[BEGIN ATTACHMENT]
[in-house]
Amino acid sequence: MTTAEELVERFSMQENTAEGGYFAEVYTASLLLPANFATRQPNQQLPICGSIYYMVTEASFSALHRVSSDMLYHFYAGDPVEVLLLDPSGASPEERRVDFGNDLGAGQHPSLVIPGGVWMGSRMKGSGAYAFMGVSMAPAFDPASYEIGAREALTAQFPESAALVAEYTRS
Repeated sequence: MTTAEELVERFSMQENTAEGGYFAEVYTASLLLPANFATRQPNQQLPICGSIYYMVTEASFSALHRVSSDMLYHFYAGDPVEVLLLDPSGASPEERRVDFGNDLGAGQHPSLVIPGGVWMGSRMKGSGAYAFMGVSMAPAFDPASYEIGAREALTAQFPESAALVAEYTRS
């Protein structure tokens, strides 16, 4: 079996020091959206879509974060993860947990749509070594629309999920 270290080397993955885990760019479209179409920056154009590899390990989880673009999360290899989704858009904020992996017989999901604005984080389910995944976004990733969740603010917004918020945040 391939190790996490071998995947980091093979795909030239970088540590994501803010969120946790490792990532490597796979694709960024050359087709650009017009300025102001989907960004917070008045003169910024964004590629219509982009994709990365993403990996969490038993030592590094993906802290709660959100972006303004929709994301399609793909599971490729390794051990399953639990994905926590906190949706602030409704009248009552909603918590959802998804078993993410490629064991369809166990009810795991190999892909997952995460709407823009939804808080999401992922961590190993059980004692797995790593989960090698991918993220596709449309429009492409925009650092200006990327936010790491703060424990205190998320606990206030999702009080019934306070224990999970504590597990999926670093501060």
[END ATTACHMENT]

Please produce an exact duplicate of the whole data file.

[in-house]
Amino acid sequence: MTTAEELVERFSMQENTAEGGYFAEVYTASLLLPANFATRQPNQQLPICGSIYYMVTEASFSALHRVSSDMLYHFYAGDPVEVLLLDPSGASPEERRVDFGNDLGAGQHPSLVIPGGVWMGSRMKGSGAYAFMGVSMAPAFDPASYEIGAREALTAQFPESAALVAEYTRS
Repeated sequence: MTTAEELVERFSMQENTAEGGYFAEVYTASLLLPANFATRQPNQQLPICGSIYYMVTEASFSALHRVSSDMLYHFYAGDPVEVLLLDPSGASPEERRVDFGNDLGAGQHPSLVIPGGVWMGSRMKGSGAYAFMGVSMAPAFDPASYEIGAREALTAQFPESAALVAEYTRS
């Protein structure tokens, strides 16, 4: 079996020091959206879509974060993860947990749509070594629309999920 270290080397993955885990760019479209179409920056154009590899390990989880673009999360290899989704858009904020992996017989999901604005984080389910995944976004990733969740603010917004918020945040 391939190790996490071998995947980091093979795909030239970088540590994501803010969120946790490792990532490597796979694709960024050359087709650009017009300025102001989907960004917070008045003169910024964004590629219509982009994709990365993403990996969490038993030592590094993906802290709660959100972006303004929709994301399609793909599971490729390794051990399953639990994905926590906190949706602030409704009248009552909603918590959802998804078993993410490629064991369809166990009810795991190999892909997952995460709407823009939804808080999401992922961590190993059980004692797995790593989960090698991918993220596709449309429009492409925009650092200006990327936010790491703060424990205190998320606990206030999702009080019934306070224990999970504590597990999926670093501060």